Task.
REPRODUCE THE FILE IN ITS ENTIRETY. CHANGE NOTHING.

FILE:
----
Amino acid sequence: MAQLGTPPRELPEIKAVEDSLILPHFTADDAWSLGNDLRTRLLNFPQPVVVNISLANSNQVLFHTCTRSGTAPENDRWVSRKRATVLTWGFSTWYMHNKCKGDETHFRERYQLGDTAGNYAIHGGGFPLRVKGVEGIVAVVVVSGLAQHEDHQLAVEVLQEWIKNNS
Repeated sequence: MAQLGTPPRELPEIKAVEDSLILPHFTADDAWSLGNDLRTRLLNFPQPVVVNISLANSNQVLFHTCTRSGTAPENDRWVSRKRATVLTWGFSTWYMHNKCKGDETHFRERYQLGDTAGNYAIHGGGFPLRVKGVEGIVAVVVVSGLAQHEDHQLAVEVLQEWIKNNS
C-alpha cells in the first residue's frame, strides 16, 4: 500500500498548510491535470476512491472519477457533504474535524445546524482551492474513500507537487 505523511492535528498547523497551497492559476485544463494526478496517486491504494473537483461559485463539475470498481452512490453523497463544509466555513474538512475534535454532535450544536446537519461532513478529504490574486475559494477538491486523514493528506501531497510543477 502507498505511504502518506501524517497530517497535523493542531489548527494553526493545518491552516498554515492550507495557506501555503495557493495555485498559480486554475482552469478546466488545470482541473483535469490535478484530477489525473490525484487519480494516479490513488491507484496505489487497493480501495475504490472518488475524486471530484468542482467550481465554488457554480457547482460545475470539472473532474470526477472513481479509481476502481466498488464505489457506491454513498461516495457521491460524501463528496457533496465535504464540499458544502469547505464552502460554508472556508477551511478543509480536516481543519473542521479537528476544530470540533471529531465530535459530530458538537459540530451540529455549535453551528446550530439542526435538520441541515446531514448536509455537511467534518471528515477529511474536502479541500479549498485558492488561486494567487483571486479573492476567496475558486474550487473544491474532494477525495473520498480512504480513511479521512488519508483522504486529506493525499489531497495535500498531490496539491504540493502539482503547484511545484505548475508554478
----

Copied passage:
Amino acid sequence: MAQLGTPPRELPEIKAVEDSLILPHFTADDAWSLGNDLRTRLLNFPQPVVVNISLANSNQVLFHTCTRSGTAPENDRWVSRKRATVLTWGFSTWYMHNKCKGDETHFRERYQLGDTAGNYAIHGGGFPLRVKGVEGIVAVVVVSGLAQHEDHQLAVEVLQEWIKNNS
Repeated sequence: MAQLGTPPRELPEIKAVEDSLILPHFTADDAWSLGNDLRTRLLNFPQPVVVNISLANSNQVLFHTCTRSGTAPENDRWVSRKRATVLTWGFSTWYMHNKCKGDETHFRERYQLGDTAGNYAIHGGGFPLRVKGVEGIVAVVVVSGLAQHEDHQLAVEVLQEWIKNNS
C-alpha cells in the first residue's frame, strides 16, 4: 500500500498548510491535470476512491472519477457533504474535524445546524482551492474513500507537487 505523511492535528498547523497551497492559476485544463494526478496517486491504494473537483461559485463539475470498481452512490453523497463544509466555513474538512475534535454532535450544536446537519461532513478529504490574486475559494477538491486523514493528506501531497510543477 502507498505511504502518506501524517497530517497535523493542531489548527494553526493545518491552516498554515492550507495557506501555503495557493495555485498559480486554475482552469478546466488545470482541473483535469490535478484530477489525473490525484487519480494516479490513488491507484496505489487497493480501495475504490472518488475524486471530484468542482467550481465554488457554480457547482460545475470539472473532474470526477472513481479509481476502481466498488464505489457506491454513498461516495457521491460524501463528496457533496465535504464540499458544502469547505464552502460554508472556508477551511478543509480536516481543519473542521479537528476544530470540533471529531465530535459530530458538537459540530451540529455549535453551528446550530439542526435538520441541515446531514448536509455537511467534518471528515477529511474536502479541500479549498485558492488561486494567487483571486479573492476567496475558486474550487473544491474532494477525495473520498480512504480513511479521512488519508483522504486529506493525499489531497495535500498531490496539491504540493502539482503547484511545484505548475508554478